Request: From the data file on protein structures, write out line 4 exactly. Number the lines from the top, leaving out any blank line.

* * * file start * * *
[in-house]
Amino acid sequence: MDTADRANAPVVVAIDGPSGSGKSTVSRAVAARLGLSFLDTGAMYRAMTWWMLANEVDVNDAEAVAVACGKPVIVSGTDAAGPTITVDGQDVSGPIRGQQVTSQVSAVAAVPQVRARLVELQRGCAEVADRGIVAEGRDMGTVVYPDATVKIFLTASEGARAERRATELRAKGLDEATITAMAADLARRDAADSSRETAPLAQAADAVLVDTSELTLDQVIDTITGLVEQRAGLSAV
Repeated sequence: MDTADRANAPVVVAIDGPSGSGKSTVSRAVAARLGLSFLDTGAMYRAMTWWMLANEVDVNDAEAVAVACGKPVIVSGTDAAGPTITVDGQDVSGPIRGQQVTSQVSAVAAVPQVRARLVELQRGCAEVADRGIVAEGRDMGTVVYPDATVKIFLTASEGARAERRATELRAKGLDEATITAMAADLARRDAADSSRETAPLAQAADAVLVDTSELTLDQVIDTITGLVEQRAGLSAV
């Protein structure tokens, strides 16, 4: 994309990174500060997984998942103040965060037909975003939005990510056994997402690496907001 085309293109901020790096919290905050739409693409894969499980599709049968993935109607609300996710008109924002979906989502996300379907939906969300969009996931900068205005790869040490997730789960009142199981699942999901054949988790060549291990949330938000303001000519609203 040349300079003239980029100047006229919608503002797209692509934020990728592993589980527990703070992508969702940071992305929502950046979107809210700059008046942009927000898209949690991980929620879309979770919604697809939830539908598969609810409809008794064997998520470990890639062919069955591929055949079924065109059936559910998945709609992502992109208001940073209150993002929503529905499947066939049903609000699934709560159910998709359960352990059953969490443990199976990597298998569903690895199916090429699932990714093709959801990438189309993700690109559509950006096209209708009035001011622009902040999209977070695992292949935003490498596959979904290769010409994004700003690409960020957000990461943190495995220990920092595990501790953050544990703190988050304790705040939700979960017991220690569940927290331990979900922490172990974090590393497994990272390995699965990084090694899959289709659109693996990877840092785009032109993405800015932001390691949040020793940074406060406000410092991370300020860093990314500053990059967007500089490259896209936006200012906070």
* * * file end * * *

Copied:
């Protein structure tokens, strides 16, 4: 994309990174500060997984998942103040965060037909975003939005990510056994997402690496907001 085309293109901020790096919290905050739409693409894969499980599709049968993935109607609300996710008109924002979906989502996300379907939906969300969009996931900068205005790869040490997730789960009142199981699942999901054949988790060549291990949330938000303001000519609203 040349300079003239980029100047006229919608503002797209692509934020990728592993589980527990703070992508969702940071992305929502950046979107809210700059008046942009927000898209949690991980929620879309979770919604697809939830539908598969609810409809008794064997998520470990890639062919069955591929055949079924065109059936559910998945709609992502992109208001940073209150993002929503529905499947066939049903609000699934709560159910998709359960352990059953969490443990199976990597298998569903690895199916090429699932990714093709959801990438189309993700690109559509950006096209209708009035001011622009902040999209977070695992292949935003490498596959979904290769010409994004700003690409960020957000990461943190495995220990920092595990501790953050544990703190988050304790705040939700979960017991220690569940927290331990979900922490172990974090590393497994990272390995699965990084090694899959289709659109693996990877840092785009032109993405800015932001390691949040020793940074406060406000410092991370300020860093990314500053990059967007500089490259896209936006200012906070």